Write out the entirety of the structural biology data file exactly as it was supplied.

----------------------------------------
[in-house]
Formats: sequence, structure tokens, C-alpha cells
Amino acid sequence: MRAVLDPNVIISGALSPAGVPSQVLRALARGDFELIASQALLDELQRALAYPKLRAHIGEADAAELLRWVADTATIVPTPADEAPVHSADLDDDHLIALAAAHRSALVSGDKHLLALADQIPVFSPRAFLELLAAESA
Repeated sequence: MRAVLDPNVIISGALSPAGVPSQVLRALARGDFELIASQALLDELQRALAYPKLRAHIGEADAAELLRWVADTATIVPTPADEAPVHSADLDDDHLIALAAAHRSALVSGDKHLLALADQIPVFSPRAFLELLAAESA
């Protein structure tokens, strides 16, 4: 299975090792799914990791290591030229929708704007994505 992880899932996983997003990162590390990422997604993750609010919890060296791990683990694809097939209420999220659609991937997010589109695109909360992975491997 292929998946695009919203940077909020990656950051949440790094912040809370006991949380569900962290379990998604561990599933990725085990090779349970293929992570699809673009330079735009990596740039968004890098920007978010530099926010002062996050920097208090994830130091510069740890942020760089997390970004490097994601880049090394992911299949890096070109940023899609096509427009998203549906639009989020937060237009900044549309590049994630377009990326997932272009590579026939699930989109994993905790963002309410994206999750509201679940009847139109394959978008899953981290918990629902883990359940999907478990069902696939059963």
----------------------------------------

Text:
[in-house]
Formats: sequence, structure tokens, C-alpha cells
Amino acid sequence: MRAVLDPNVIISGALSPAGVPSQVLRALARGDFELIASQALLDELQRALAYPKLRAHIGEADAAELLRWVADTATIVPTPADEAPVHSADLDDDHLIALAAAHRSALVSGDKHLLALADQIPVFSPRAFLELLAAESA
Repeated sequence: MRAVLDPNVIISGALSPAGVPSQVLRALARGDFELIASQALLDELQRALAYPKLRAHIGEADAAELLRWVADTATIVPTPADEAPVHSADLDDDHLIALAAAHRSALVSGDKHLLALADQIPVFSPRAFLELLAAESA
């Protein structure tokens, strides 16, 4: 299975090792799914990791290591030229929708704007994505 992880899932996983997003990162590390990422997604993750609010919890060296791990683990694809097939209420999220659609991937997010589109695109909360992975491997 292929998946695009919203940077909020990656950051949440790094912040809370006991949380569900962290379990998604561990599933990725085990090779349970293929992570699809673009330079735009990596740039968004890098920007978010530099926010002062996050920097208090994830130091510069740890942020760089997390970004490097994601880049090394992911299949890096070109940023899609096509427009998203549906639009989020937060237009900044549309590049994630377009990326997932272009590579026939699930989109994993905790963002309410994206999750509201679940009847139109394959978008899953981290918990629902883990359940999907478990069902696939059963």